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decker. Probably Isn't Going to Use Kickstarter Ever Again, Even Though It Helped Pay for the Band's Awesome New Album

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It took a successful Kickstarter campaign, numerous fundraising shows, and generous outpouring from the local music community, but Sedona's decker. has successfully completed its fourth album, Slider (no relation to the T.Rex record of the same name), and was able to replace the instruments damaged in a near-fatal rollover. Now, the band is gearing up for a South by Southwest tour with Palms, The Wiley One, and others, as well as prepping for their album-release show at The Sail Inn in Tempe, on Friday, March 1.

We spoke to frontman/songwriter Brandon Decker via phone.

Up on the Sun: First, I want to say congratulations on the new album.

Brandon Decker:Thank you, buddy.

So how is Sedona?

Sedona is Sedona. It's kinda warm. It's nice. It's pretty. We're actually heading to Phoenix. We're picking up [bassist] Bryant [Vazquez] and heading down to shows there and doing a little promotion for the March 1 show.

I don't hear a lot about what's going on up in Sedona. Any bands up there you'd consider your contemporaries?

That's a challenging question to answer. I think we just try to stay focused on what we're doing musically and professionally. We try to be around bands from all over the place that are like-minded, that we respect and admire.

Do you feel Sedona is a spiritual place?

There's definitely something remarkably special there, you know? I know I've changed [since being there]. The way I've viewed myself, and I guess my spirit has changed, and I attribute at least some aspect of that to living in Sedona, so I guess so.

How spiritual of a person are you?

You know, I don't even know what spiritual means. Daily, I'm focused on trying to bring the best me to life and honor my spirit. So I'm guess I'm just growing in that capacity as best that I can. As best as I don't interfere with. [Laughs]

The reason I ask is because the spiritual metaphors in your music are appealing. They bring imagery and life to your lyrics.

I mean, it's definitely something on my forefront. I think a lot of the reasons is when the songs initially start happening in the writing process when I'm kinda coming up with lyrics or something is working through some life inequity.

Did you go to church as a kid?

I did, definitely. I was a Catholic.

So did I.

Did ya? I did a Catholic thing, I was into Eastern religion a bunch, I had a Christian phase. I had an atheist phase. A lot of phases.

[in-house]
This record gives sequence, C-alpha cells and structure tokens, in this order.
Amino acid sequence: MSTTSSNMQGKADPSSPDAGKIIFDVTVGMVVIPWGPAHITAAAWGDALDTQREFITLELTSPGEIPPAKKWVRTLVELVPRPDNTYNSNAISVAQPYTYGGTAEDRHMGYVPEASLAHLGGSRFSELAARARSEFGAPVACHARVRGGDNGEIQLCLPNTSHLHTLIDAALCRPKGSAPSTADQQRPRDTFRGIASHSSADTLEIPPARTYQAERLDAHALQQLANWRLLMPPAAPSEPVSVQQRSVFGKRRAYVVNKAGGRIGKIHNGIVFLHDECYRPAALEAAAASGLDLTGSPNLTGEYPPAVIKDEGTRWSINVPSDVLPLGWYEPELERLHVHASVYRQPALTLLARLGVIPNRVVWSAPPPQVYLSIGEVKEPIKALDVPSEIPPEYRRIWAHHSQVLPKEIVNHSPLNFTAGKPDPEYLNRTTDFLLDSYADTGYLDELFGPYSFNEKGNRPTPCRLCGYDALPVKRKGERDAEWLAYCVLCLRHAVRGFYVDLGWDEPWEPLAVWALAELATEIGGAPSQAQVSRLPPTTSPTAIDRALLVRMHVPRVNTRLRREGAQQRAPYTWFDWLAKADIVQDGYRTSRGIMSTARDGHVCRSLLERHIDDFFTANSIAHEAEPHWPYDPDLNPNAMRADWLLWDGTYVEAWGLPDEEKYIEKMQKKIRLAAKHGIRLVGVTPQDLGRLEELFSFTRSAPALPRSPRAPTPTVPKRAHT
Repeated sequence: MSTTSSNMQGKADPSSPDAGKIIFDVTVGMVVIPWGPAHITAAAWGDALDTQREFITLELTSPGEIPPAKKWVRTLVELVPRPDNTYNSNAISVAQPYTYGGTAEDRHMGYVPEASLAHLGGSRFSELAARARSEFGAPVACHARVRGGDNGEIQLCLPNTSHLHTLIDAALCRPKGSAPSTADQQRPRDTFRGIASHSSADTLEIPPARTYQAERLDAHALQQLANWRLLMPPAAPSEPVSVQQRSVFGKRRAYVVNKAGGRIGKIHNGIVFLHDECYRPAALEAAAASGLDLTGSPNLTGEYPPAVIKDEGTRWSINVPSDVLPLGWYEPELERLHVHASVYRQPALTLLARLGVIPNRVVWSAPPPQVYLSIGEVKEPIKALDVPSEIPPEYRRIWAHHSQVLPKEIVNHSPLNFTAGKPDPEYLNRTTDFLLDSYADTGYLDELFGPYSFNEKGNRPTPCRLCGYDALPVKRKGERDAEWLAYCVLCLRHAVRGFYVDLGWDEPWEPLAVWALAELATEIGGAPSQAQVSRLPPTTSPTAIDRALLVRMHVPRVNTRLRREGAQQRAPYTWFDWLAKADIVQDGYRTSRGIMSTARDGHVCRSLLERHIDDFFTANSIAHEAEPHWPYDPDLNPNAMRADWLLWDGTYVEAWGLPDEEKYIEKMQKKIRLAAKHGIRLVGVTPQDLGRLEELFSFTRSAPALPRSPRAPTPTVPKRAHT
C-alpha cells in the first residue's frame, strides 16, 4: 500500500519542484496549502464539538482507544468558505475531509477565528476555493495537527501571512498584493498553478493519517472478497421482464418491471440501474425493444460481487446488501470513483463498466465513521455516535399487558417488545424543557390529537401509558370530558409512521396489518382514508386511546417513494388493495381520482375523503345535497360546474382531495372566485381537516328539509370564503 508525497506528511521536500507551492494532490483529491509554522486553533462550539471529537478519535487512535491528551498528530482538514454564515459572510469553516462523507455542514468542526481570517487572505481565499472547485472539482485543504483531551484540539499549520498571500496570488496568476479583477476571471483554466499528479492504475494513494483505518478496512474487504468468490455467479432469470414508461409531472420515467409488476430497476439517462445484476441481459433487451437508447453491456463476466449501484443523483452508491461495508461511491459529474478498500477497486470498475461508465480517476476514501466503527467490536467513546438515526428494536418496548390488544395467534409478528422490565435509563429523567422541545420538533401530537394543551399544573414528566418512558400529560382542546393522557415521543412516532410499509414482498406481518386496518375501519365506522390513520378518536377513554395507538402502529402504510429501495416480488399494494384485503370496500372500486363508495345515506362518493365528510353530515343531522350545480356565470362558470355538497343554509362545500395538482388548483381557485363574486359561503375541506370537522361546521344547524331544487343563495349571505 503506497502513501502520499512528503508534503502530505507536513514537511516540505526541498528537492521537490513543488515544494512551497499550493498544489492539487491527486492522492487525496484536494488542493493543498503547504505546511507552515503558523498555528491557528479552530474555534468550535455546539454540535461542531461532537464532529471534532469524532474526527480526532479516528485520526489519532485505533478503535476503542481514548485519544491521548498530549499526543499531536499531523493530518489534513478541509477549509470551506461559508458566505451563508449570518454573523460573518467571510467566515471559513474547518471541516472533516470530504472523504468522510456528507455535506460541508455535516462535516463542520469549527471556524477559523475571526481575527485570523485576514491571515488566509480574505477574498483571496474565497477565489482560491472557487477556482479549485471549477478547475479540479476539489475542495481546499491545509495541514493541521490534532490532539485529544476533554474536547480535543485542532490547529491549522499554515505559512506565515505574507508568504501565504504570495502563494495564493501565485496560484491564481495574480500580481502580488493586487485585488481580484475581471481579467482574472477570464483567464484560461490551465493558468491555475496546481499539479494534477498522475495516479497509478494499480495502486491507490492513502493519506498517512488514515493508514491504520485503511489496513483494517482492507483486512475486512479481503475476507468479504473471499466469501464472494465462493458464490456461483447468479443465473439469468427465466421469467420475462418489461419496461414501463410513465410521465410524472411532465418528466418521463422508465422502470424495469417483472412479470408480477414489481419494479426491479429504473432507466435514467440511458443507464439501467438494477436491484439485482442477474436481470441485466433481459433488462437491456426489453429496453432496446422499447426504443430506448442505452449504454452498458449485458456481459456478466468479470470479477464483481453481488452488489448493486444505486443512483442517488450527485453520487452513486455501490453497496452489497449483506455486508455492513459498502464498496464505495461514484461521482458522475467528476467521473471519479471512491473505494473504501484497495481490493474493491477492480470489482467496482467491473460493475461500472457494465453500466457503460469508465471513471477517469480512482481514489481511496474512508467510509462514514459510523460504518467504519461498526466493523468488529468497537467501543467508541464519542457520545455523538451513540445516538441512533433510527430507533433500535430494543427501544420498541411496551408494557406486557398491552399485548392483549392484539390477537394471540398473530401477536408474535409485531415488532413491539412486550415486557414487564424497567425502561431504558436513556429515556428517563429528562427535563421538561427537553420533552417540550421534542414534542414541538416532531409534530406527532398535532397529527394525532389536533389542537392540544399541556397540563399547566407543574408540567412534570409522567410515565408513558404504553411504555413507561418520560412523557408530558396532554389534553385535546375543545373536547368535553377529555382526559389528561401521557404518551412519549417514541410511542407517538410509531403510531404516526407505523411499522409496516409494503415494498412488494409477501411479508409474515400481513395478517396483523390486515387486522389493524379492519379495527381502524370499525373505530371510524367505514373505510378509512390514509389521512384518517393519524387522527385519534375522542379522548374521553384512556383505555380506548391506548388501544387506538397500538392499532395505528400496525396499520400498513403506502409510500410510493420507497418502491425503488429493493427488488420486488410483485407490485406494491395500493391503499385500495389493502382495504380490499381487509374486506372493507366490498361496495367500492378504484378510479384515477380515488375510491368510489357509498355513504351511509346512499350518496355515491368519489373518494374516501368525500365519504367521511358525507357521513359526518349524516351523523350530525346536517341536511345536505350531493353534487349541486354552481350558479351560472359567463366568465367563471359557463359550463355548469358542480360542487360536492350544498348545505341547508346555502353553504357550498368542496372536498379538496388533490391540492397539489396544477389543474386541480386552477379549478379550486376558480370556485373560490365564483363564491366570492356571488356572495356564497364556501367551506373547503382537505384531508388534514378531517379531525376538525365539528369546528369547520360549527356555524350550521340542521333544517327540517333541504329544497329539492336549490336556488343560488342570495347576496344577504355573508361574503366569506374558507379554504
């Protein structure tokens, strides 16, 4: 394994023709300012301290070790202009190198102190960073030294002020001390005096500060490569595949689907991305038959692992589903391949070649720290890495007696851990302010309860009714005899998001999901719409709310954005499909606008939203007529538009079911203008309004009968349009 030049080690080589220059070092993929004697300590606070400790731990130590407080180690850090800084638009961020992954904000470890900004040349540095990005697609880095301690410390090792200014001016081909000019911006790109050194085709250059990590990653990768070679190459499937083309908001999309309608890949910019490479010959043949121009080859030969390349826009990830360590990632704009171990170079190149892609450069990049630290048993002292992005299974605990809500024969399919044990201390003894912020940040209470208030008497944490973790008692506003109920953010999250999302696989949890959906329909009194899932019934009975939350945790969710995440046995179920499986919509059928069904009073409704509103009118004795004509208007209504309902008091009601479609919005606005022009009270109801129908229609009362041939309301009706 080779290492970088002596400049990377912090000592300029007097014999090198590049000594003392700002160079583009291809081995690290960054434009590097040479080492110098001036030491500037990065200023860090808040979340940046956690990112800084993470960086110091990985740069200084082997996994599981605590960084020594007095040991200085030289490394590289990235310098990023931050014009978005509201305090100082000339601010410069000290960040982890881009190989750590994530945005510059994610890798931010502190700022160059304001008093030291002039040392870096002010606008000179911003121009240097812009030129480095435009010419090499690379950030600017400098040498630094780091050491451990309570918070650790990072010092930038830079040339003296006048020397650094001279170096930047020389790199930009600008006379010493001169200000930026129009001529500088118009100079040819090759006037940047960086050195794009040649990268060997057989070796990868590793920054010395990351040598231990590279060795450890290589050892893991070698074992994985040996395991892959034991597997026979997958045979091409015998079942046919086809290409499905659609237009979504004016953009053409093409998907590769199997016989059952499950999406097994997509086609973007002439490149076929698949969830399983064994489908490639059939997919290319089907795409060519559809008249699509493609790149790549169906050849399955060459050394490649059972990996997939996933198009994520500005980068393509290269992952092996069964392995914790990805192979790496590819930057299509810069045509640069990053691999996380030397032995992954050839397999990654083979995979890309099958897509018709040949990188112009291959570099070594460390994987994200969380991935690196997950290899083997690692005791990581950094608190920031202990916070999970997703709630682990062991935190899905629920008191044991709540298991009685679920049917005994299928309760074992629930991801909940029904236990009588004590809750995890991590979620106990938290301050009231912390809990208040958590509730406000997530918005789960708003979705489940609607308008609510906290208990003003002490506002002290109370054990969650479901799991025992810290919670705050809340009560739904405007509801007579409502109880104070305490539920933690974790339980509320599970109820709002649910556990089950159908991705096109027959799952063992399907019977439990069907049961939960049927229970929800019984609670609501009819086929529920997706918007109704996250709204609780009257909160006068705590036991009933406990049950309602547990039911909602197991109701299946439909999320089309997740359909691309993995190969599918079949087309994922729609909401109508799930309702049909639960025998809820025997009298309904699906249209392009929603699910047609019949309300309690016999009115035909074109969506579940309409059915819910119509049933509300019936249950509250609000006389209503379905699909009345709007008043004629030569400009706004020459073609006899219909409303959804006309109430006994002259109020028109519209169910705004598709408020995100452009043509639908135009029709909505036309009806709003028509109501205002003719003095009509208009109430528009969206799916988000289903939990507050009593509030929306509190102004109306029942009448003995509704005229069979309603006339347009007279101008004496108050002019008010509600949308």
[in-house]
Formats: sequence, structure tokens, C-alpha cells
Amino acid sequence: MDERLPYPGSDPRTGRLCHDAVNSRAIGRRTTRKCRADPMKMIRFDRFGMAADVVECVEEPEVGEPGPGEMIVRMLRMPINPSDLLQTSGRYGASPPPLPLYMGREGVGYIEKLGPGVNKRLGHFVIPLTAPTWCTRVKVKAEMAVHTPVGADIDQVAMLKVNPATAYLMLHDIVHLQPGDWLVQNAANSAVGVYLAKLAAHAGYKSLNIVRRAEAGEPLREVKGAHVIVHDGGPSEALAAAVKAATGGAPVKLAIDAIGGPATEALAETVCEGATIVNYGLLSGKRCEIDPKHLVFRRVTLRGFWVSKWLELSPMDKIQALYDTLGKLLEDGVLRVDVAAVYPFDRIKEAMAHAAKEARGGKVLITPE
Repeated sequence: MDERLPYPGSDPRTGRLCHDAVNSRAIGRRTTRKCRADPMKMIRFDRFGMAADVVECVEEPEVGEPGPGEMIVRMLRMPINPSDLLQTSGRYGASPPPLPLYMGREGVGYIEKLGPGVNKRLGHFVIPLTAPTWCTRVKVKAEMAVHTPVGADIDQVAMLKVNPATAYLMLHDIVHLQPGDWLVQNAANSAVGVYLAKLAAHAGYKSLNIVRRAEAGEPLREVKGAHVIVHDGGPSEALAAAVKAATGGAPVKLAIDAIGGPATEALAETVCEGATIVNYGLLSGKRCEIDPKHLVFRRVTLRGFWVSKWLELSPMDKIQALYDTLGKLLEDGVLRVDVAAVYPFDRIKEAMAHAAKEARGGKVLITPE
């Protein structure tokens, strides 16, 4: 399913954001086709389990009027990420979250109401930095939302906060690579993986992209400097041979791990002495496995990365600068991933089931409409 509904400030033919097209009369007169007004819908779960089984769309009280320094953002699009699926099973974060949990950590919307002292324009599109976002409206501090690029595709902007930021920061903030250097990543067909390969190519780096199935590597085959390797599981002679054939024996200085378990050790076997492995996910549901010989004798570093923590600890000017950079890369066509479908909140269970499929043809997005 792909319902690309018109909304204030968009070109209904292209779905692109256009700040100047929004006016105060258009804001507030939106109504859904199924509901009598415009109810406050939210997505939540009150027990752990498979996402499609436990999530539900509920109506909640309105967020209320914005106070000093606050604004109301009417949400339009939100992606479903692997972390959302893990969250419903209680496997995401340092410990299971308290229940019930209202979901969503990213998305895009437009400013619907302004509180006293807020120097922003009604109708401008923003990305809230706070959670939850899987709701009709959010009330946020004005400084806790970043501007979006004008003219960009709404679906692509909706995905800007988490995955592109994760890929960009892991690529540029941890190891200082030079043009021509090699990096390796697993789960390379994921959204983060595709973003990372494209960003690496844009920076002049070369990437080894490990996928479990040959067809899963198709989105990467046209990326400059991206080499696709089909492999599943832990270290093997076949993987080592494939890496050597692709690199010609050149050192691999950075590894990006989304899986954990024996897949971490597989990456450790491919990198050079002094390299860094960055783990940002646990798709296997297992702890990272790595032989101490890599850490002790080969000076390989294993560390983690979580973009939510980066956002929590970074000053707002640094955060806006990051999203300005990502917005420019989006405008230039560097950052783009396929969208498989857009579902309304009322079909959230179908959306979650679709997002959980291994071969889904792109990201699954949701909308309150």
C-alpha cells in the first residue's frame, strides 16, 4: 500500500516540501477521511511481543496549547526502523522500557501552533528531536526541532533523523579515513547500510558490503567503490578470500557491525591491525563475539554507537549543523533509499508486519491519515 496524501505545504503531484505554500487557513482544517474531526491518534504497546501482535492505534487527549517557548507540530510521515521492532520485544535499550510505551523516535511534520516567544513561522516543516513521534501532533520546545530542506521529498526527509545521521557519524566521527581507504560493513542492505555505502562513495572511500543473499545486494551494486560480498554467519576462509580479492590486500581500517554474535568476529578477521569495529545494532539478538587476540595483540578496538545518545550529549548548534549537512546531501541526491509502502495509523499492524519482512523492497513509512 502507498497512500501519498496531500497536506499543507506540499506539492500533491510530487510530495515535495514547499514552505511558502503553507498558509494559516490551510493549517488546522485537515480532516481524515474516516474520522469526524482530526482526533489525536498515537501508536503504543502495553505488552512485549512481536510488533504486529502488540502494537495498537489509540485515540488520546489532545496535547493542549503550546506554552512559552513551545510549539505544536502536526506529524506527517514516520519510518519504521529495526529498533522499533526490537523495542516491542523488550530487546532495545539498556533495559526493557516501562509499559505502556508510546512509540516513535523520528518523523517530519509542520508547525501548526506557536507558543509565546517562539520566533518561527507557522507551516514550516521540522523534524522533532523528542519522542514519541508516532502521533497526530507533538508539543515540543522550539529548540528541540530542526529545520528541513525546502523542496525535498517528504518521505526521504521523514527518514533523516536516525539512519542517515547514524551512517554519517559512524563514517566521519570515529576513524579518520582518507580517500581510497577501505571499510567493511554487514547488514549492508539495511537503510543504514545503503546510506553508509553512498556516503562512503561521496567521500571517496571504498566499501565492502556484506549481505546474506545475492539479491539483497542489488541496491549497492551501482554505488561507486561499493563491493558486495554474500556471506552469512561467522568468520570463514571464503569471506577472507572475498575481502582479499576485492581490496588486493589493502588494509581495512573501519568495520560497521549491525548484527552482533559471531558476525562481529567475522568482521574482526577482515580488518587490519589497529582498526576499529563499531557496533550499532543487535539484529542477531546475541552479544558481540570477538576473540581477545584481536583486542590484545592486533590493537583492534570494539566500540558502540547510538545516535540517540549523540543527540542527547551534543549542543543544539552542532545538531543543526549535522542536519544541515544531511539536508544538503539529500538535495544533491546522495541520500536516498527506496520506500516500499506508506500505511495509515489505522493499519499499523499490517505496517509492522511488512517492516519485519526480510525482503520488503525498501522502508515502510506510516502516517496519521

I get that. I feel there's some things about humanity that you can't really explain. Spiritualism is trying to answer that. I don't know how good of a job it's doing necessarily but . . .

Absolutely. Not just humanity, but the whole universe. I can imagine our ancestors all over the world a thousand years ago as they would lay in a field of grass without the Internet or science and thinking about clouds and rain and sun and calamity.

How do you feel about your new album? It's your fourth one. I think we're all really proud of it. I'm grateful that there's four. I've never really thought of myself as a prolific writer, so I'm grateful that material keeps happening and getting captured in some capacity. I'm grateful that people seem interested to hear it. We feel really grateful to make it and it's done. Musically, all you can ask is that everyone advances and I think because there was a more solidified band. We're all on the same page musically, and, personally, I've never been as close to proud on the other three as I am on this one. We all feel optimistic where it's headed.

Is this the first time you've ever used Kickstarter?

Yeah, probably last as well.

Well, it was obviously successful.

Fortunately, yeah.

What did you learn from that experience?

Oh goodness. I learned to be very careful for what you set as the rewards because there is just mounds of work. I'm not even 20 percent done with the Kickstarter goodies, so we're just chipping away.

Can I ask how you're feeling about the accident now that it's behind you?

[Vocalist] Kelly's [Cole] right here with me, I can ask her, too. How I feel about the accident mostly is just gratitude across the board. I mean, primarily that Kelly and the rest of us were all okay physically . . . the obviousness that nobody died or much worse things didn't happen. I'd say the after-effects of the accident in terms of those who are still in decker. that I speak with. We're changed people. We're changed people and I think that is massively impacted by the accident.